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Depression From A-Z

What is Depression?

Dr. Simon Rego

All about depression, from assessment and diagnosis to medical and evidence-based treatment options.

What is Depression?

So what is depression?  I wanna give you an idea of something a typical patient would write to me about what they experience when they’re going through a depressive episode.  Here’s an example of a typical person.  It was really hard to get up out of bed this morning.  I just wanted to hide under the covers, not talk to anyone, not even my partner.  I didn’t feel like eating and I was losing weight everyday. 

Nothing seemed fun anymore, and even the things that I used to find interesting, I just didn’t seem to find interesting anymore either.  My energy was low and I felt tired and sluggish all the time, and yet I wasn’t sleeping well either.  And there were days when I hate to admit it, but even thought that life’s not worth living.  Thank goodness I had my children around to keep me going and I don’t know how I even managed to keep my job.

There’s something to this cluster of symptoms that people experience that is powerful and real and yet, there’s probably elements in this story that everybody can relate to.  There is a commonality to the experience of depression and sadness that we all feel.  So before I get into some of the details about what depression is, I wanna talk to you a little bit about what depression is not, okay.

Depression is not the same as sadness.  Sadness is a common experience that we all feel as people.  In fact, the humorist and author, Mark Twain once wrote, what is joy without sorrow.  You have to experience both fully in order to appreciate the other.  There’s always going to be suffering and you have to look at your suffering and decide how you’re gonna deal with it.  That will define you.  So we all feel sadness from time to time and there’s something different when sadness spills over into depression.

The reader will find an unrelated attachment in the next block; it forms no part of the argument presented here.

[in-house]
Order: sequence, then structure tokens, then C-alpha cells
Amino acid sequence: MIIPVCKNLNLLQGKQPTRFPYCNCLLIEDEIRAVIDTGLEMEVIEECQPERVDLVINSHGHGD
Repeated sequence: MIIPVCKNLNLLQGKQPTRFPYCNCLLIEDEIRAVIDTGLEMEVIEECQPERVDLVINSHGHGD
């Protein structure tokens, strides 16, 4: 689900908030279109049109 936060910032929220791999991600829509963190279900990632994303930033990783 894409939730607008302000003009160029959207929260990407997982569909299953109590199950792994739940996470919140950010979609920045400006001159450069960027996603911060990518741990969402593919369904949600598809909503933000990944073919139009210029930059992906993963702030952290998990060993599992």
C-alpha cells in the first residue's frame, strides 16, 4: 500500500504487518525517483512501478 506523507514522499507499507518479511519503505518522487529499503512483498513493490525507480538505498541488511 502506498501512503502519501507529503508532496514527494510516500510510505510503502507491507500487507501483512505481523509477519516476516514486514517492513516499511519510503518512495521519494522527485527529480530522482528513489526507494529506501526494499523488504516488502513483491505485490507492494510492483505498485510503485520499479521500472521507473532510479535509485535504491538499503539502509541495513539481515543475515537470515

And another thing that people experience often is grief.  Grief after a loss of a significant other in our lives is very common as well.  And so it’s natural for people who lose a, someone through death or divorce or moving away, to experience similar symptoms of depression, and yet, is grief the same as depression?  In grief, people typically experience waves of the sadness, but then followed by moments of joy and fond memories of a person they’ve lost.

Whereas in depression, it’s quite a constant, low state, day after day, without the reprieval.  And in grief, people’s self-esteem is usually maintained.  They feel good about themselves despite the loss.  They may feel bad about the loss, but their ego is strong.  Whereas in depression, people are often racked with guilt and insecurities, which persist along with the depressed mood.  So grief and depression are not the same either.

So then, what is depression?  Depression, especially clinical depression as we refer to it, or major depression, or a unipolar depression, these are all synonyms for what I’ll just call depression with you.  Depression is a medical disorder.  It impacts the way people think, the way people behave, it can cause medical complications, and it impacts the ability to function in life.  At its core, it is a persistent negativity.  It impacts and twists the way people interpret situations around them.  It causes errors in processing information in such a way that reality gets distorted and people feel bad constantly.